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ARS Home » Pacific West Area » Riverside, California » U.S. Salinity Laboratory » Contaminant Fate and Transport Research » Research » Publications at this Location » Publication #151729


item Dungan, Robert - Rob
item Ma, Qingli
item Gan, Jianying
item Papiernik, Sharon
item Yates, Scott

Submitted to: Meeting Abstract
Publication Type: Proceedings
Publication Acceptance Date: 10/1/2000
Publication Date: 11/6/2000
Citation: Dungan, R.S., Ma, Q., Gan, J., Papiernik, S.K., Yates, S.R. 2000. Propargyl bromide: preliminary efficacy and environmental results. 2000 Annual International Research Conference on Methyl Bromide Alternatives and Emmissions. Abstract. Orlando, FL. Nov. 6-9, 2000. Paper No. 29. pp. 29-1 to 29-3.

Interpretive Summary:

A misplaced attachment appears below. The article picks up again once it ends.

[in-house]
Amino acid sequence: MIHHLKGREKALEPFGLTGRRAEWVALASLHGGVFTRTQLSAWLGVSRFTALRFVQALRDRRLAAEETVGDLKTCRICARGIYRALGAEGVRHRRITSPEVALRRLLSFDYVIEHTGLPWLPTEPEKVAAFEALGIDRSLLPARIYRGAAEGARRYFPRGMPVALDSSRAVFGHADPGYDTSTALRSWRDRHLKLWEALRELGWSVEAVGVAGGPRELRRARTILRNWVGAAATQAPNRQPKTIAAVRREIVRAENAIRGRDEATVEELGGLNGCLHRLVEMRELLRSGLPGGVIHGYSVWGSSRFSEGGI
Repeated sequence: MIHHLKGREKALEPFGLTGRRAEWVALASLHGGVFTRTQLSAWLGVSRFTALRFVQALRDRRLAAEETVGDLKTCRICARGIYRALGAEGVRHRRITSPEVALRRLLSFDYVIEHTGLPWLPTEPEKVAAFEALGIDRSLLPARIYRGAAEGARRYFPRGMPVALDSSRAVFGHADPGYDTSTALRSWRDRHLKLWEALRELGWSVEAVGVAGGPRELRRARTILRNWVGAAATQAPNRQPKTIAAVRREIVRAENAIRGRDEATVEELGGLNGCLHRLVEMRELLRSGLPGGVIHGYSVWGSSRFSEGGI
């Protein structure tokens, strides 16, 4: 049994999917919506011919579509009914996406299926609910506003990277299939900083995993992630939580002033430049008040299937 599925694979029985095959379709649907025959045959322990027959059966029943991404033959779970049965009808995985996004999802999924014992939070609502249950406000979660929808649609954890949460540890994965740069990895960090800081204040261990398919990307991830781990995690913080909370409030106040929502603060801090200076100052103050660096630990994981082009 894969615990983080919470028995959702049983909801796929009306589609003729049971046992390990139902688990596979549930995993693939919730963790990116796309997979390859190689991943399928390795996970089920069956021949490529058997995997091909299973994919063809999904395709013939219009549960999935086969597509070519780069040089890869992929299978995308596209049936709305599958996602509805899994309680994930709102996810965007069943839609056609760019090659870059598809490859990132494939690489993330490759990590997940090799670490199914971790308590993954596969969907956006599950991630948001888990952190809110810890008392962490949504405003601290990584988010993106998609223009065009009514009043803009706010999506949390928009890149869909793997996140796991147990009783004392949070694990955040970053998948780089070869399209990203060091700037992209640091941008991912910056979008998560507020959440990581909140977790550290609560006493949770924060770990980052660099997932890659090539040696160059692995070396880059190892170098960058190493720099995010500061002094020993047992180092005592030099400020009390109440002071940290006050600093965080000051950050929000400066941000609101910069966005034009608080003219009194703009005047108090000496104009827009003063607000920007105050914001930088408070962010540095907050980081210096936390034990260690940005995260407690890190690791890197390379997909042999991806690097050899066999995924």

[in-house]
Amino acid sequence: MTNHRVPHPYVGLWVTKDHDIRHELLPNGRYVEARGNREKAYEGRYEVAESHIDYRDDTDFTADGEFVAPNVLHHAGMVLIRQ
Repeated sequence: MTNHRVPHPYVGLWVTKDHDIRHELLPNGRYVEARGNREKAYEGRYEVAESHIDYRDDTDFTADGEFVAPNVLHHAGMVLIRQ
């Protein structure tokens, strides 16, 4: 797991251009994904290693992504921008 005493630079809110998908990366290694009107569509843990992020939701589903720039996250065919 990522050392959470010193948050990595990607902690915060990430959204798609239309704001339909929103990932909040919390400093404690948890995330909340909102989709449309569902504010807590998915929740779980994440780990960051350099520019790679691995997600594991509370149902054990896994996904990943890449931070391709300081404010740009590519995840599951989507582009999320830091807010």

Technical Abstract: With the phase-out of methyl bromide to be completed by 2005 in the U.S., an intensive search for effective replacement fumigants is being conducted. Propargyl bromide (PBr, 3-bromopropyne) is a potential chemical alternative. Little information exists regarding the efficacy and behavior of PBr in the environment. Preliminary results are reported here. Efficacy of PBr against barnyardgrass, yellow nutsedge, Fusarium oxysporum, and the citrus nematode Tylenchulus semipenetrans was determined in two soils. Poor efficacy was observed in organic-rich soils due to the rapid degradation of PBr. Cumulative volatilization of PBr from soil columns indicated emissions losses ~2 times lower than that of methyl bromide under the same conditions. Tarping the soil with standard HDPE film had only a small impact on cumulative emissions. A virtually impermeable film showed much lower transmission of PBr, and should be an effective emission reduction strategy. Surface application of ammonium thiosulfate, which has been shown to be effective in reducing methyl bromide emissions, reduced PBr cumulative volatilization by ~90%. Volatilization of PBr is expected to be substantial under standard application conditions(shank injection, 1-mil HDPE surface tarp), so measures to reduce its emisssion should be considered in the early development of this alternative fumigant.